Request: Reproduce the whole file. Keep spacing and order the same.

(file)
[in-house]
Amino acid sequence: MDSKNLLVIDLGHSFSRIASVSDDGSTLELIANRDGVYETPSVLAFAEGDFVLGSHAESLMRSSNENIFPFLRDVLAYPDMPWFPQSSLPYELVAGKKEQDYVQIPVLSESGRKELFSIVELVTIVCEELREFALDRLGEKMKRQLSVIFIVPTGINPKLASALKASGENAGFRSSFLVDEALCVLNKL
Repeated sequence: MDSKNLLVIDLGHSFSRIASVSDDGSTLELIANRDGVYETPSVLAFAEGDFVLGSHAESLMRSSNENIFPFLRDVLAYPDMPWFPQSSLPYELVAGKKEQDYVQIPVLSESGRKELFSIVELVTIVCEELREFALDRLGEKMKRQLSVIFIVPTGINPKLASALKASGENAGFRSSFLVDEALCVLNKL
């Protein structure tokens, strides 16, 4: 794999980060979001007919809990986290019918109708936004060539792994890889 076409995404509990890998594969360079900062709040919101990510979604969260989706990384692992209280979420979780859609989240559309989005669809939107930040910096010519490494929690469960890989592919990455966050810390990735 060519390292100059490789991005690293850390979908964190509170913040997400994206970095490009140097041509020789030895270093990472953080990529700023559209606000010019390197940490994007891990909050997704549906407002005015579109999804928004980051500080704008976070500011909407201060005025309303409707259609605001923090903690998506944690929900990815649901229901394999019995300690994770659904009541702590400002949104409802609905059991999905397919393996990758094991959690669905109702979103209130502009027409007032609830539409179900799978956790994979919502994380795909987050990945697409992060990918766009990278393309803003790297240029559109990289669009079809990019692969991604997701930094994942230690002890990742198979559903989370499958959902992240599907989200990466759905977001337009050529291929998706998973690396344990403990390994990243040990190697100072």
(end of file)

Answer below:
[in-house]
Amino acid sequence: MDSKNLLVIDLGHSFSRIASVSDDGSTLELIANRDGVYETPSVLAFAEGDFVLGSHAESLMRSSNENIFPFLRDVLAYPDMPWFPQSSLPYELVAGKKEQDYVQIPVLSESGRKELFSIVELVTIVCEELREFALDRLGEKMKRQLSVIFIVPTGINPKLASALKASGENAGFRSSFLVDEALCVLNKL
Repeated sequence: MDSKNLLVIDLGHSFSRIASVSDDGSTLELIANRDGVYETPSVLAFAEGDFVLGSHAESLMRSSNENIFPFLRDVLAYPDMPWFPQSSLPYELVAGKKEQDYVQIPVLSESGRKELFSIVELVTIVCEELREFALDRLGEKMKRQLSVIFIVPTGINPKLASALKASGENAGFRSSFLVDEALCVLNKL
């Protein structure tokens, strides 16, 4: 794999980060979001007919809990986290019918109708936004060539792994890889 076409995404509990890998594969360079900062709040919101990510979604969260989706990384692992209280979420979780859609989240559309989005669809939107930040910096010519490494929690469960890989592919990455966050810390990735 060519390292100059490789991005690293850390979908964190509170913040997400994206970095490009140097041509020789030895270093990472953080990529700023559209606000010019390197940490994007891990909050997704549906407002005015579109999804928004980051500080704008976070500011909407201060005025309303409707259609605001923090903690998506944690929900990815649901229901394999019995300690994770659904009541702590400002949104409802609905059991999905397919393996990758094991959690669905109702979103209130502009027409007032609830539409179900799978956790994979919502994380795909987050990945697409992060990918766009990278393309803003790297240029559109990289669009079809990019692969991604997701930094994942230690002890990742198979559903989370499958959902992240599907989200990466759905977001337009050529291929998706998973690396344990403990390994990243040990190697100072």